Australian Treasurer, Scott Morrison, has introduced the government’s so-called “Google tax” legislation, aimed at preventing large multinational companies from diverting profits generated in Australia to lower-tax regions, into parliament.
Morrison introduced the Diverted Profit Tax Bill 2017 into the House of Representatives on 9 February, along with the associated Treasury Law Amendment (Combating Multinational Tax Avoidance) Bill 2017.
In the words of the Bill's explanatory memorandum, the proposed legislation “aims to ensure that the tax paid by significant global entities properly reflects the economic substance of their activities in Australia and aims to prevent the diversion of profits offshore through contrived arrangements”.
“It will also encourage significant global entities to provide sufficient information to the Commissioner of Taxation (Commissioner) to allow for the timely resolution of tax disputes,” it stated.
The new legislation, popularly known as a “Google tax”, follows on from several government initiatives and public inquiries concerning tax avoidance, along with policy development work by the Organisation for Economic Cooperation and Development (OECD).
A series of parliamentary inquiry hearings carried out in 2015 saw representatives from some of the largest technology companies operating in Australia, including Apple, Microsoft, and Google, grilled by a Senate committee panel about their tax practices in Australia.
During the hearings, Google Australia’s then managing director, Maile Carnegie, revealed that the company generated $58 million in revenue during 2013, with profits exceeding $46 million, yet paid $7.1 million tax for that year – well below Australia’s 30 per cent corporate tax rate.
Separately, Apple has received criticism in the past for employing the so-called "double Irish Dutch sandwich" technique to funnel money through other countries to lower its payable tax rate.
In 2013, Labor MP, Ed Husic, singled out Apple over its tax practices, questioning how the company's local operation could accrue $5.5 billion in costs.
"How? They don't manufacture here, there are no factories here. I don't know what their R&D effort is here," he said at the time, according to a report by ZDNet. "They've got a growing number of retail outlets, which I'm happy about — they're creating jobs locally — but surely those outlets don't cost AU$5.5 billion to maintain?"
The government released draft legislation for the implementation of the Diverted Profits Tax in November last year, calling for industry feedback. At the time, the proposed legislation was expected to raise $200 million in revenue over the government's budgetary forward estimates.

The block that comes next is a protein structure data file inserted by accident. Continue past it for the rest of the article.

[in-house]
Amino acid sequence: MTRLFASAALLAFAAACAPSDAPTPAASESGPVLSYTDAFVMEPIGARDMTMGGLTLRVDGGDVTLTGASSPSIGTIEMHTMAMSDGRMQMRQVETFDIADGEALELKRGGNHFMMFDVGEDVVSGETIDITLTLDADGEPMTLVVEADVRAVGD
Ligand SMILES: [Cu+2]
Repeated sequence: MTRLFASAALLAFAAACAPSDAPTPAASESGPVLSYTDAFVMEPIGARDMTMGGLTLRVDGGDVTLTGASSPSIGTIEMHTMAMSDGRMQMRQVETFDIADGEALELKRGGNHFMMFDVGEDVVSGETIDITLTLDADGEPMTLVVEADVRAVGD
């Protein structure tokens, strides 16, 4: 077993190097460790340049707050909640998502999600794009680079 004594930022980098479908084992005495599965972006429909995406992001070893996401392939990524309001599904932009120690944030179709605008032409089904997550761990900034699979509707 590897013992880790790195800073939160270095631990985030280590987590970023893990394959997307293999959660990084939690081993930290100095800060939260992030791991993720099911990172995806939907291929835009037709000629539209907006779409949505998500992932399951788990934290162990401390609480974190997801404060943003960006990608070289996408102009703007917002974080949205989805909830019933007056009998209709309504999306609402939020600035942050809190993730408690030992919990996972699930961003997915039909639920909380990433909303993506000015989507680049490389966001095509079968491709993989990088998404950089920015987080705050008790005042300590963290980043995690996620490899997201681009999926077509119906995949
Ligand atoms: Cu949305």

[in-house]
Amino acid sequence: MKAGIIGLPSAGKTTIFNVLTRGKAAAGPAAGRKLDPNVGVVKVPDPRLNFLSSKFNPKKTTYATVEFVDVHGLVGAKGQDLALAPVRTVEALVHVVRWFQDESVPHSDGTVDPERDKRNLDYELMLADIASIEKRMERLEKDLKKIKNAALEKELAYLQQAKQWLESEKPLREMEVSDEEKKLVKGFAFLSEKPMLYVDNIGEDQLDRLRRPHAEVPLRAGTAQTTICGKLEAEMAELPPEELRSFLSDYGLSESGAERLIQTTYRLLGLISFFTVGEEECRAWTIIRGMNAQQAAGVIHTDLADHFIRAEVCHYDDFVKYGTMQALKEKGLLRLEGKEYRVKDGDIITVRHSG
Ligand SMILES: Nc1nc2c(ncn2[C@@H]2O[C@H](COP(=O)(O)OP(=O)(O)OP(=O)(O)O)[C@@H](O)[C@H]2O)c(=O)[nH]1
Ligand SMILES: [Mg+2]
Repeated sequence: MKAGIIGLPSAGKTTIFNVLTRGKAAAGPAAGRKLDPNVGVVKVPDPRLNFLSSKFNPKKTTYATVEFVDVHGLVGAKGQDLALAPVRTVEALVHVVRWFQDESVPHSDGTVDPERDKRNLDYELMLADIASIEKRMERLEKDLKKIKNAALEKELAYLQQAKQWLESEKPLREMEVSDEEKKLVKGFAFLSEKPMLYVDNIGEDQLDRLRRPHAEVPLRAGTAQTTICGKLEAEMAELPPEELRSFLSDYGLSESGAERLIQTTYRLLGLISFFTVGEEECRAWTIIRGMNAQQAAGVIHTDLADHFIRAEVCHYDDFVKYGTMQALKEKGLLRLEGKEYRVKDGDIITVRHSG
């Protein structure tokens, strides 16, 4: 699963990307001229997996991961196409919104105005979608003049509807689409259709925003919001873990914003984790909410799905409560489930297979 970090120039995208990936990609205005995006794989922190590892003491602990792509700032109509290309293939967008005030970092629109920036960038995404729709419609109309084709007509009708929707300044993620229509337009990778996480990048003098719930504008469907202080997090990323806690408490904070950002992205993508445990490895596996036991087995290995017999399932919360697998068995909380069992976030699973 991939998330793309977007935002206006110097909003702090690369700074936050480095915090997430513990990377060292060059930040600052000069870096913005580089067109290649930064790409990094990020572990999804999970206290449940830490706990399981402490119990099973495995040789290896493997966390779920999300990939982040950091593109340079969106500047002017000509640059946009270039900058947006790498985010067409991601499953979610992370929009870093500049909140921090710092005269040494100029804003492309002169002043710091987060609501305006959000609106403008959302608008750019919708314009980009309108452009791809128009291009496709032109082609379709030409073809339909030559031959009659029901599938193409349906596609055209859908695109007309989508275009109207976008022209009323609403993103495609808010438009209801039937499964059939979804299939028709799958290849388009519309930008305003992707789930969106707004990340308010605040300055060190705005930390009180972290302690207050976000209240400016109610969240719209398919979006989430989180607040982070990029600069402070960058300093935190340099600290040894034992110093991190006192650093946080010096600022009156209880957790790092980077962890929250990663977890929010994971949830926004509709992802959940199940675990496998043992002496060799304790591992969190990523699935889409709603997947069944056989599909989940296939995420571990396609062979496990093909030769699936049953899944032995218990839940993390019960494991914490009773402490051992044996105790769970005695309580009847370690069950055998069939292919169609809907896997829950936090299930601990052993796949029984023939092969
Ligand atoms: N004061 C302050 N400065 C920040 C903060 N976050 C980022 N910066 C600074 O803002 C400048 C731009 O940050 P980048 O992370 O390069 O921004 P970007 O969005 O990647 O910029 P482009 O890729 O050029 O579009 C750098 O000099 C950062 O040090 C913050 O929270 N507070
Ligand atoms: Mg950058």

The new laws, if passed, will apply to large technology companies operating in Australia, where a large international corporation shifts profits offshore through arrangements with associated parties in jurisdictions with lower corporate tax rates than apply in Australia.
The new measures, which were first proposed on 3 May 2016 as part of the 2016-17 Budget will apply in relation to tax benefits for an income year that starts on or after 1 July 2017, if they pass both houses of parliament.
In its current form, the legislation will apply to multinational corporations that have global income of more than $1 billion and Australian income of more than $25 million.
Under the Bill's provisions, if the diverted profit tax applies to such an arrangement, the Australian Commissioner of Taxation may issue a diverted profit tax assessment to the relevant company, and the Diverted Profits Tax Act 2017 will impose tax on the amount of the diverted profit at a penalty tax rate of 40 per cent.
Where the Commissioner makes a diverted profit tax assessment, the company in question will have 21 days to pay the amount set out in the diverted profit tax assessment.
Following the issue of a notice of a diverted profit tax assessment, the company will be allowed to provide the Commissioner with further information disclosing reasons why the tax assessment should be reduced during a period of review.